Sometimes I ask myself the same question...

Cruelty-free makeup can be really hard to buy in New Zealand. Even though animal testing on cosmetics that are manufactured in New Zealand is banned, there are very few New Zealand makeup brands, and those that do exist are sold in small quantities, usually online.

This image is taken from the New Zealand Anti-Vivisection Society website (www.nzavs.org.nz)

We don't have a Sephora (in person anyway - we do have a very limited online NZ Sephora) or an Ulta. Pharmacies, Kmart, supermarkets, and The Warehouse all stock the same brands, which usually stop at Maybelline and Covergirl - who most definitely do test. You can get E.L.F. at Kmart, but it's a very limited range. The Body Shop is owned by L'Oreal, so if you like to only use brands with cruelty-free parent companies, your options are narrowed. You can find the odd MAC counter in a city mall, but they have started to test on animals as they now sell to China. There are a couple of stores in large cities like Wellington and Auckland that sell makeup in person, like Kirks in Wellington (now David Jones), but they are location-bound. So really the only reliable place to get ethical makeup in person country-wide is Farmers. And even Farmers' range is limited to about three or four brands.

To the internet, then. Surely it's easy to get hold of makeup on the internet?

Think again.


Shipping prices are often astronomical when you have a Kiwi postcode. Okay, I get it; it's a lot of work to get a package from Europe or the States to New Zealand, especially because it has to hitch a ride on a plane. But the difference between websites is very telling: Beauty Joint charged me $USD7 to ship my last package of three lipsticks, while Colour Pop charged me $USD15 to ship the same amount. Add more products, even if they're light packets or pencils, and by that point the shipping can cost more than the products themselves.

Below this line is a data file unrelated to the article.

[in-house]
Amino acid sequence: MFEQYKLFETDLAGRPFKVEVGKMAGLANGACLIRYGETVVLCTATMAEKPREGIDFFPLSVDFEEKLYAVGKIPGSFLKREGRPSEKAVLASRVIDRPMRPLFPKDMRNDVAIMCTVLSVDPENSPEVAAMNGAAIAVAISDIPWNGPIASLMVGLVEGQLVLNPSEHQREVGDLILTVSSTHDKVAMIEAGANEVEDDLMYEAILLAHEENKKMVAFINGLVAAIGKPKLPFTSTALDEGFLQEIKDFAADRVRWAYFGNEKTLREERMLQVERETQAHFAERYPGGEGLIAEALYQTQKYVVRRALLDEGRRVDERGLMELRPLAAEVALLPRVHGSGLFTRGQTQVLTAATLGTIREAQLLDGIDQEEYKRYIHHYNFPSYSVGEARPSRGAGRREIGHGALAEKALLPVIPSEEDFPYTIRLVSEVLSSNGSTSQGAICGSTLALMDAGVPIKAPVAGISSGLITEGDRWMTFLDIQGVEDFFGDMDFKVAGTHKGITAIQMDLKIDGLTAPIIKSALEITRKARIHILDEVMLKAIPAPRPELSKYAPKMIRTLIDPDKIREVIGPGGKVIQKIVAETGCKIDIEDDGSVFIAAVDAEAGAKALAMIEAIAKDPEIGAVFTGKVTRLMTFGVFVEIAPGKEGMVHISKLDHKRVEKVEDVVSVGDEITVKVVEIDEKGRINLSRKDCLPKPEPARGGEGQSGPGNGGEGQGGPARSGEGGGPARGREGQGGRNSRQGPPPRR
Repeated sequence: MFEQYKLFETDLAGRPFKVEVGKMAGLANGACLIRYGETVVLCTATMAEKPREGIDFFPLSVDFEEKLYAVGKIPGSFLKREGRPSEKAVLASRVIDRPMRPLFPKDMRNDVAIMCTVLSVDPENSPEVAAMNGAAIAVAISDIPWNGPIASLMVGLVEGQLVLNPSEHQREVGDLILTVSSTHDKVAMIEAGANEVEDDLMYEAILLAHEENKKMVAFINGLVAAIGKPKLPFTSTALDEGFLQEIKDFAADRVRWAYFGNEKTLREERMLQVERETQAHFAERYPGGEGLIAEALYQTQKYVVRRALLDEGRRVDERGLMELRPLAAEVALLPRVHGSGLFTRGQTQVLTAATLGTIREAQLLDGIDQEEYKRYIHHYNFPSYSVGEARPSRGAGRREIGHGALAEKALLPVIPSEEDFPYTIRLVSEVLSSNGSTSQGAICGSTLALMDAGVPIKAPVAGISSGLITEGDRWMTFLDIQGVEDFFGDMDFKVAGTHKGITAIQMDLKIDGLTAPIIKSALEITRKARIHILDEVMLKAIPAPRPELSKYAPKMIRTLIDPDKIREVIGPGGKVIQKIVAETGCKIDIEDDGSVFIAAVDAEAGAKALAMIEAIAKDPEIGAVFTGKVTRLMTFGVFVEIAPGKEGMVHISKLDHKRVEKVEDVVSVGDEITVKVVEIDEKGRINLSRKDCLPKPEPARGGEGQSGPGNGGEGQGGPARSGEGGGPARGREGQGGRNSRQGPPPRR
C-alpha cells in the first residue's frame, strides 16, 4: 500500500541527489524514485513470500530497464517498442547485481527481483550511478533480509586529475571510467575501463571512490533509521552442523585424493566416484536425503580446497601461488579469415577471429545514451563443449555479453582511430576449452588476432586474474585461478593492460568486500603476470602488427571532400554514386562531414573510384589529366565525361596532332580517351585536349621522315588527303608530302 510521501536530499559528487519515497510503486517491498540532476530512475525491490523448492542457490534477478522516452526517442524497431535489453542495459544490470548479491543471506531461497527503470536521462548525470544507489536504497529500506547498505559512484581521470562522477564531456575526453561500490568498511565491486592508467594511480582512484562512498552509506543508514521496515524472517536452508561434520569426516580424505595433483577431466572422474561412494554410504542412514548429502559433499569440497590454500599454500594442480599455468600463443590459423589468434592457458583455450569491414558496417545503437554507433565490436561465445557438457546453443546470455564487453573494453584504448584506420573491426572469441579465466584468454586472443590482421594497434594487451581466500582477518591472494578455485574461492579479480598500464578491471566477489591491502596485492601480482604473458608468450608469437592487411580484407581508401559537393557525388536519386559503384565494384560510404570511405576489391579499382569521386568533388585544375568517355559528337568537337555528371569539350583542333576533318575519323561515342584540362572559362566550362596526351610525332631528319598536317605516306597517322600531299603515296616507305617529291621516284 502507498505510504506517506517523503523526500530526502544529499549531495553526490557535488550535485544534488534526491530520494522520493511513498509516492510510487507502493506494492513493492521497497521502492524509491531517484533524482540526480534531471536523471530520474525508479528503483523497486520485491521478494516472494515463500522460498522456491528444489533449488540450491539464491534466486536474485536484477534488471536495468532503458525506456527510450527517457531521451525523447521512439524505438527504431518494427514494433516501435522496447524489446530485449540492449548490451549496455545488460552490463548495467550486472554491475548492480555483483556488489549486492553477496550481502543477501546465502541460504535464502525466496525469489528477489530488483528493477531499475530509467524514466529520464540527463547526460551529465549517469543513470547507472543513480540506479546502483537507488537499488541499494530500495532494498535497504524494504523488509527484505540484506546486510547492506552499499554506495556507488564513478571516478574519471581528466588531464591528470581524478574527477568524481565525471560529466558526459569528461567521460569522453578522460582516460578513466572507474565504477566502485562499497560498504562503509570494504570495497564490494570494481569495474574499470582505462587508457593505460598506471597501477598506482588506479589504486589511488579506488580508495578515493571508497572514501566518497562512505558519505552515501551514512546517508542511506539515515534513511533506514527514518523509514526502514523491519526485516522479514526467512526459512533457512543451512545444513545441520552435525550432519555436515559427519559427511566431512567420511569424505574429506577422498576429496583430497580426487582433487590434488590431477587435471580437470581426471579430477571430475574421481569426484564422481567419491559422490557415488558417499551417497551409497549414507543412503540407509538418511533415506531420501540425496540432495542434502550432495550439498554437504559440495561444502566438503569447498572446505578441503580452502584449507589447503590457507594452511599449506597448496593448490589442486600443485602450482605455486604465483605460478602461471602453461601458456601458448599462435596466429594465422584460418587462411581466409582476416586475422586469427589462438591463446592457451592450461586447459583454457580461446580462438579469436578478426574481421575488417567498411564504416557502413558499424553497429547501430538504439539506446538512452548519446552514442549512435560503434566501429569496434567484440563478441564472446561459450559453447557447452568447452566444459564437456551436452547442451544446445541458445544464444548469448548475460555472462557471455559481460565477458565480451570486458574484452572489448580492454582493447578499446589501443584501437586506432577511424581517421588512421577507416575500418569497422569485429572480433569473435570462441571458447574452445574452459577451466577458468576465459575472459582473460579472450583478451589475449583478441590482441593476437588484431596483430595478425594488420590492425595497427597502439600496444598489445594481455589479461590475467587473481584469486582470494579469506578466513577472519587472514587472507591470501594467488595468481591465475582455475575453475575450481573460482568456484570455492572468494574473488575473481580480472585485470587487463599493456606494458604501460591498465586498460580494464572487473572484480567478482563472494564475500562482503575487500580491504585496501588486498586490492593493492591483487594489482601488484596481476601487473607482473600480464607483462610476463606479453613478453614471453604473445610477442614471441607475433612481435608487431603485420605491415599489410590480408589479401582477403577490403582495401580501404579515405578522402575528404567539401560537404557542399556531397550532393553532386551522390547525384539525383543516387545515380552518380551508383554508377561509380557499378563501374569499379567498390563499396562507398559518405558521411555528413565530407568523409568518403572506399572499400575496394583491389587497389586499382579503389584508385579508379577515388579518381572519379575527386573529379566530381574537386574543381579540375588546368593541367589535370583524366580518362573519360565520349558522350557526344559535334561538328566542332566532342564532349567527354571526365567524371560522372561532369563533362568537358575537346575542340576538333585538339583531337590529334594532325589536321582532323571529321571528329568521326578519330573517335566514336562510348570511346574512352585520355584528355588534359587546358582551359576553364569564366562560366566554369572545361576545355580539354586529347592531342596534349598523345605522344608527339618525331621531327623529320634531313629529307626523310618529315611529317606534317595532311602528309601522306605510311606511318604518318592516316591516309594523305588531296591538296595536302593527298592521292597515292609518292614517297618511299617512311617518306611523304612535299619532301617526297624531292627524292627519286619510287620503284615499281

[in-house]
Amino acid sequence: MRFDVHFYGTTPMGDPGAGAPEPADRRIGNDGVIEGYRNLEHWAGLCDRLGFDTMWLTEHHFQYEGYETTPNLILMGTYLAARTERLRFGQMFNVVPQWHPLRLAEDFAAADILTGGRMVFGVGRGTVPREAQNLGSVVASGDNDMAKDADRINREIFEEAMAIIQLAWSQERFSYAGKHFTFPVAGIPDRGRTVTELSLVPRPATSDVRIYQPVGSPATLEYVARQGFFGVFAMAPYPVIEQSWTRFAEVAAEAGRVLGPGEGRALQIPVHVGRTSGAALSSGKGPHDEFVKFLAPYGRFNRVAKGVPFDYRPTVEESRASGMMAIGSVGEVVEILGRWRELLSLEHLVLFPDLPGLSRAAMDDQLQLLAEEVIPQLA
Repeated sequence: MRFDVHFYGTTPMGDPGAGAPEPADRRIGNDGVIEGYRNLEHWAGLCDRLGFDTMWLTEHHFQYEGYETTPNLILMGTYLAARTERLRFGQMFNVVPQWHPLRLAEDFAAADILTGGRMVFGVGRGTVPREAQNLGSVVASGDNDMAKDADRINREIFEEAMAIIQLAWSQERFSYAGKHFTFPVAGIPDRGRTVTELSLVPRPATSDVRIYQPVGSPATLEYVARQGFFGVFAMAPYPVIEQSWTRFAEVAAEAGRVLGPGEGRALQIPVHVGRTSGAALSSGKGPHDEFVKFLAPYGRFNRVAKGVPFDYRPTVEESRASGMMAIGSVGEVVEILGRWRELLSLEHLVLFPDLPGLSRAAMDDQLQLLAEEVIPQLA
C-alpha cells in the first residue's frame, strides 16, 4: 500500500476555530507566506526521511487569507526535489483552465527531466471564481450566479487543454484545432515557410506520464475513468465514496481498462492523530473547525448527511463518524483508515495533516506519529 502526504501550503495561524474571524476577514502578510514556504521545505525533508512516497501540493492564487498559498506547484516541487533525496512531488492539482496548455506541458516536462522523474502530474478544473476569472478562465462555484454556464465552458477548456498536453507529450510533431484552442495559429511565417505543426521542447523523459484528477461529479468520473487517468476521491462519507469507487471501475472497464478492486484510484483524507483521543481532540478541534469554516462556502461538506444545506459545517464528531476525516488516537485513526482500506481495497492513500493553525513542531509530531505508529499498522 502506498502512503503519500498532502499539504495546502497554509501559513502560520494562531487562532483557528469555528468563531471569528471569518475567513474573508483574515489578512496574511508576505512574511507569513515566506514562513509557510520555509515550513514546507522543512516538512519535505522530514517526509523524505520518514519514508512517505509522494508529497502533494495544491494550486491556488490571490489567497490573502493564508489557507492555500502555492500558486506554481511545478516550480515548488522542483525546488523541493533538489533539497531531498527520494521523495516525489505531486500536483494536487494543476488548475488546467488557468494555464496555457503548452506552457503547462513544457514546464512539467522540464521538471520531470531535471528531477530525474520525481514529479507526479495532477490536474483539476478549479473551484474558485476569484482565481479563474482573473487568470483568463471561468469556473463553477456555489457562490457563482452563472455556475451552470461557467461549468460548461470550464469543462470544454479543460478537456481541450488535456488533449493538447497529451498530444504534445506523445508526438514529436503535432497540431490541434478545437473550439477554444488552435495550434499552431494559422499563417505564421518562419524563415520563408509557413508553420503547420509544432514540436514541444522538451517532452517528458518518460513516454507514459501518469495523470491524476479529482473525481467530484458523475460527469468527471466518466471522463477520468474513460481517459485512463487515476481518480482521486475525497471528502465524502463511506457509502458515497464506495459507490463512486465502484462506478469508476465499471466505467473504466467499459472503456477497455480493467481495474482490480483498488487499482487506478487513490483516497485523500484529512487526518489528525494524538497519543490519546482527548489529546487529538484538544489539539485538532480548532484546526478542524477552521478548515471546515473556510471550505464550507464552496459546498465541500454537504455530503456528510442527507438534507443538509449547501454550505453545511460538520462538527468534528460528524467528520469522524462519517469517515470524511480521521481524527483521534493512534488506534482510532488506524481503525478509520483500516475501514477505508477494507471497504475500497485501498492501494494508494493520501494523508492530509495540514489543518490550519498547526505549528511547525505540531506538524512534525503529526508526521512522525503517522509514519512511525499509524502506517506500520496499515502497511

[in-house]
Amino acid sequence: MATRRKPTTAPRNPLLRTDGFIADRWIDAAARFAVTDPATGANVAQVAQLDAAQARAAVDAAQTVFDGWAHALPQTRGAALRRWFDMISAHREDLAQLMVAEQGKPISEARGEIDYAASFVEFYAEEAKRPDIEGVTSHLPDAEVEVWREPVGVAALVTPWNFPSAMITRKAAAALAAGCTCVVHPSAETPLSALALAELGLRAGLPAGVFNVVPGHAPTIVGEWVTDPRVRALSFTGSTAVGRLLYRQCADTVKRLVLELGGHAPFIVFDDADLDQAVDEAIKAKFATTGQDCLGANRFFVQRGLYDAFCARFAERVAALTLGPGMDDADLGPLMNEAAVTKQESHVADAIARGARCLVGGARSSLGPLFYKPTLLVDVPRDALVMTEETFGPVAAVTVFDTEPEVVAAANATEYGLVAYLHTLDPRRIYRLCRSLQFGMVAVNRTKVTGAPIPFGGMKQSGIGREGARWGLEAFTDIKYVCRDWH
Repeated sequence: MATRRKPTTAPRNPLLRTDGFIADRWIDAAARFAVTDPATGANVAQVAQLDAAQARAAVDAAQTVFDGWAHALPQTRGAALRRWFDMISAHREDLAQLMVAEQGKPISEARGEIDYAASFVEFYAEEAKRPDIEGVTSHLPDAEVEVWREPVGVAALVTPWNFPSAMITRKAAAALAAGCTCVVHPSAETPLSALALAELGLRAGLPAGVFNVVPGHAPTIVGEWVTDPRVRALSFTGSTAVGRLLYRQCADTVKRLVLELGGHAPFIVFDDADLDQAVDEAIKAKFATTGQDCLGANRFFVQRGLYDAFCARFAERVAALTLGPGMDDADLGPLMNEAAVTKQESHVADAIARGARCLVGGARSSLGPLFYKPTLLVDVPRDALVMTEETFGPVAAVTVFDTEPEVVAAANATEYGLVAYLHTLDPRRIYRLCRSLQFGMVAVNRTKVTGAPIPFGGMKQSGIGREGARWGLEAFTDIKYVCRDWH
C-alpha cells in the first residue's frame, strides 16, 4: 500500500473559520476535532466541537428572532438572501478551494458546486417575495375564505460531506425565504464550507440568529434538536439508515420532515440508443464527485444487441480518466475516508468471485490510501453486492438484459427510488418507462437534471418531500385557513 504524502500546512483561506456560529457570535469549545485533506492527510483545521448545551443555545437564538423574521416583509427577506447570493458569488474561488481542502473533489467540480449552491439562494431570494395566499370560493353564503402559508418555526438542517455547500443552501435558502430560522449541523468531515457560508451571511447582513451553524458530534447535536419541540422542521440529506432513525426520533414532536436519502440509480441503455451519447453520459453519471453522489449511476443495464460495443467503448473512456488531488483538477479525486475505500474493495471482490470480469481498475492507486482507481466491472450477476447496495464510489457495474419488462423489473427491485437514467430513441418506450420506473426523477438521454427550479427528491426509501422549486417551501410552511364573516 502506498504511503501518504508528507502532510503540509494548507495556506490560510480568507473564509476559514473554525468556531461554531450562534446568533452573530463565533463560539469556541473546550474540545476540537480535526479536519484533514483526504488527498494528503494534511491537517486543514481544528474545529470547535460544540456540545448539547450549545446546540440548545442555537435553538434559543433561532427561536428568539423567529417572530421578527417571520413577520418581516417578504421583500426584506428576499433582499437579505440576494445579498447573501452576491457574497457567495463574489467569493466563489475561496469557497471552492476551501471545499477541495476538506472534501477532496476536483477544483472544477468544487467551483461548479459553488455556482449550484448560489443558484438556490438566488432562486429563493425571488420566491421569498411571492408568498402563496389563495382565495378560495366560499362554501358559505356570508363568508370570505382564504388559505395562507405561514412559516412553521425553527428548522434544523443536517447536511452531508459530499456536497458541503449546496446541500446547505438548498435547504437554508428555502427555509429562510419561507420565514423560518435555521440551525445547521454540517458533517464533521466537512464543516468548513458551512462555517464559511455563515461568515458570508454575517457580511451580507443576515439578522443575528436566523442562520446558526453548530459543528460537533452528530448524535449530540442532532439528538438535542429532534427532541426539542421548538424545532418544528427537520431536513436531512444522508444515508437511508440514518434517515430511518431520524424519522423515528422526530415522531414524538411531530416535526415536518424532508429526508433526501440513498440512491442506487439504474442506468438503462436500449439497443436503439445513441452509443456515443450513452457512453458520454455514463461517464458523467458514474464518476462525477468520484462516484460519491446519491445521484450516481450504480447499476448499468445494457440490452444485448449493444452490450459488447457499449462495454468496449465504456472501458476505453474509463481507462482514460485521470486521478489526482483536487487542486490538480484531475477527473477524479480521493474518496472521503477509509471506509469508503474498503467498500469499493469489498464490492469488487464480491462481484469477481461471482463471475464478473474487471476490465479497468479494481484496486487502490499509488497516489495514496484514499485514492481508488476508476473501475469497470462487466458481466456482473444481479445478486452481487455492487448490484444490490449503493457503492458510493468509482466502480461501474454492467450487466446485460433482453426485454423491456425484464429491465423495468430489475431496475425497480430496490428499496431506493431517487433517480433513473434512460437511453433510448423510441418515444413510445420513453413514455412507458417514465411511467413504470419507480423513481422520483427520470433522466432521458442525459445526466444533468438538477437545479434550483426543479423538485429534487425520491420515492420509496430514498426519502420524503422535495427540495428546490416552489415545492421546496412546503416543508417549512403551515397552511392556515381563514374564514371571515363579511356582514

Shipping at the post office is calculated by weight, but this doesn't mean that the website will charge you just what it costs to post it. This is down to two factors: overpriced shipping and packaging. A lot of companies will charge you extra for shipping, rather than just the price it actually costs, to make a quick buck. Or they will make shipping expensive up until a certain price point to encourage shoppers to spend more (NZ Sephora, I'm looking at you!) Many companies will also package their products so well that it adds heaps of weight. This can be a good thing - if you've bought something packaged in glass, for example - but it can be super frustrating when all you wanted was a lip pencil and mascara. If you choose a brand that is known for its cute and unnecessary packaging, be prepared to pay more - that adorable box and coloured bubble wrap has to be paid for somewhere!

But all of this becomes irrelevant when you realise that the website you're shopping on doesn't even ship to New Zealand. At all. This includes Sephora, Ulta, numerous brand websites like Too Faced and NYX... It's the ultimate first world problem, I know, but the struggle is real.

Since I know that there are lots of Kiwis out there who are struggling with the same thing, I've decided to list some of my favourite websites that are based in New Zealand, ship to New Zealand at a semi-reasonable price, and some shipping methods to buy from US-only websites, in the hopes that it may help some people.

I won't be including brand websites that do shop to NZ in this list; rather, this is a list of websites that stock multiple brands. This is because there are simply too many brands out there for me to give a comprehensive list of those that do and don't ship to NZ!

I think that I may start a working document on this topic and fill in brand websites when I do encounter ones that ship to NZ - would anybody be interested in that? 

I will, however, be listing some shipping methods that you can use to access both brand websites and multi-brand websites that don't ship to New Zealand.


There are a couple of New Zealand websites that have good ranges to choose from:

I am a huge fan of Beauty Bliss (www.beautybliss.co.nz): they are my number one, hands down, New Zealand makeup supplier. They have a good range of products, some of which are difficult to get in NZ like the Jeffree Star liquid lipsticks, the Becca range, and Morphe. They have very fast and well-packaged shipping at a cheap price; they have an active social media platform (Facebook, Instagram, Twitter, Pinterest) and respond to comments and questions quickly; and the rewards system is generous and easily accumulates. If you post a photo of your purchases on Instagram with the hashtag #beautybliss you go into the draw to win a $25 voucher every month, and they regularly re-post and comment. Aaand they have a physical store in Wellington, where you can go and try out products, as well as pick up online orders.